Jehovah’s Witness asks for provincial reprieve

VANCOUVER — A 14-year-old Jehovah’s Witness girl with bone cancer whose request to travel to the United States for treatment was rejected by an Ontario judge may be permitted to receive treatment at a New York hospital after all.

The turn of events comes after the judge sent the girl home to British Columbia after her family had travelled to Ontario seeking a treatment plan that doesn’t involve blood transfusions.

In Context

Jehovah’s Witnesses

Theologically, Jehovah’s Witnesses are a cult of Christianity. The oppressive organization does not represent historical, Biblical Christianity in any way.

Sociologically, it is a destructive cult whose false teachings frequently result in spiritual and psychological abuse, as well as needless deaths.

In order to be able to support its unbiblical doctrines, the Jehovah’s Witnesses organization has created it’s own version of the Bible. The so-called “New World Translation” is rejected by all Christian denominations.

Like many other cults of Christianity, Jehovah’s Witnesses change their teachings and practices at will, often contradicting earlier teachings. See, for example, its teachings regarding blood

Since their return last week, the girl and her family have intensified their efforts to go south of the border. They are now asking the B.C. Ministry of Children and Family Development for permission to go to a New York hospital with a reputation for avoiding blood transfusions.

The parents’ lawyer, Shane Brady, said the ministry is to decide early next week whether to permit the girl to finish her treatment at the Schneider Children’s Hospital.

“There will be a final decision made by that time,” Mr. Brady said yesterday.

Mr. Brady said the girl had asked to leave British Columbia as early as this week, but an arrangement could not be worked out in time for her next chemotherapy appointment, which is to start today. Her next window for travelling would be early next week, he added.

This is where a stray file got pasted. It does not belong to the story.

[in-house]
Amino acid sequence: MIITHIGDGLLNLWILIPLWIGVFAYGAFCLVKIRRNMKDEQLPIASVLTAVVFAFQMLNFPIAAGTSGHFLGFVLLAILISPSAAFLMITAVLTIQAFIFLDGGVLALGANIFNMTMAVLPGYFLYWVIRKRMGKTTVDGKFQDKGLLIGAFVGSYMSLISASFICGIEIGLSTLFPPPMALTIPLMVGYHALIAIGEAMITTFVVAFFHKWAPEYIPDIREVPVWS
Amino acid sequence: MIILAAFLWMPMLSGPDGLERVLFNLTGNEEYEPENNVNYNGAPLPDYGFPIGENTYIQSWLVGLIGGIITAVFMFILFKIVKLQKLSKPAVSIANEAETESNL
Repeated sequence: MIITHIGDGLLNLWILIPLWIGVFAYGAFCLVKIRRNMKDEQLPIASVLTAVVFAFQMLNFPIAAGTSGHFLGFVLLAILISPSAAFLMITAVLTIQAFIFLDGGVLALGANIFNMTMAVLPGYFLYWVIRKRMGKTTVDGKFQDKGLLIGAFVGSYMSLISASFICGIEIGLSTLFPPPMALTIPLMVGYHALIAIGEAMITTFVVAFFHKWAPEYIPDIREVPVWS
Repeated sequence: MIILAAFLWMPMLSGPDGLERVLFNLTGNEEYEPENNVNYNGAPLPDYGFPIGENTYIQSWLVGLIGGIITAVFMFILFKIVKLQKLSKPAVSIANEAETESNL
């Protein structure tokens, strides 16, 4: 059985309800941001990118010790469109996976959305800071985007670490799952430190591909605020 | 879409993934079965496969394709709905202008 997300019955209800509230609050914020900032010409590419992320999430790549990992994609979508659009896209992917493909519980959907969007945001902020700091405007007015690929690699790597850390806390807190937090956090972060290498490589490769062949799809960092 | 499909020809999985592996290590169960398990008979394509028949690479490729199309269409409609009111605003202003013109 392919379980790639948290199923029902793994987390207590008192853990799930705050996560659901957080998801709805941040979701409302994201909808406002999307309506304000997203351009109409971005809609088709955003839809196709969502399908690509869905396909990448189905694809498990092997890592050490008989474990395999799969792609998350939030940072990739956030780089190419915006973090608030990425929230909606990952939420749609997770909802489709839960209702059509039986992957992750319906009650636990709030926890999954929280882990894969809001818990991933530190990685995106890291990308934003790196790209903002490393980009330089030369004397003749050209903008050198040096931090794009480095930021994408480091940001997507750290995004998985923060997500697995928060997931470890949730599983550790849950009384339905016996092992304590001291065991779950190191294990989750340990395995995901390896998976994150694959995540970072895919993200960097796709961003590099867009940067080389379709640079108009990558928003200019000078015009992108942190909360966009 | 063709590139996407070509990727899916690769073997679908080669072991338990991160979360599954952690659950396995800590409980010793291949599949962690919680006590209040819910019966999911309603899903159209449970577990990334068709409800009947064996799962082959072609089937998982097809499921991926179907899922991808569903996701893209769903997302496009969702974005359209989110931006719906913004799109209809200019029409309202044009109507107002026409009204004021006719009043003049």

Mr. Brady said an agreement could not be finalized this week between the province and the girl’s family about the conditions under which she can leave the country.

The girl, who cannot be named because of publication bans in British Columbia and Ontario, has waged court fights in two provinces for the right to refuse a blood transfusion.

Her legal drama began soon after she was diagnosed with bone cancer last December. Doctors treating her at Children’s Hospital in Vancouver warned that chemotherapy treatments would likely include blood transfusions.

The girl, who had a tumour removed from her right leg, was always adamant that she did not want a transfusion.

There are no legal impediments for adults who wish to refuse blood transfusions. But because the girl is a minor, her doctors contacted the B.C. Ministry of Children and Family Development.

It obtained a court order that permitted doctors to give the girl a transfusion if warranted.

The girl appealed, but a B.C. Supreme Court upheld the order. The girl and her family then flew to Toronto for a second opinion at the Hospital for Sick Children.

But when the B.C. government heard she had left the province, it obtained a court order in Ontario to apprehend her. It was not acted on because the girl and her family appeared before an Ontario judge to ask for permission to go to the United States. The Ontario judge refused, saying he believed the family was a flight risk.

Kate Thompson, a spokeswoman for the Ministry of Children and Family Development, would not confirm that the girl would be permitted to leave British Columbia for treatment.

Source

(Listed if other than Religion News Blog, or if not shown above)
The Globe and Mail, Canada
May 13, 2005
Jane Armstrong
www.theglobeandmail.com
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Religion News Blog posted this on Friday May 13, 2005.
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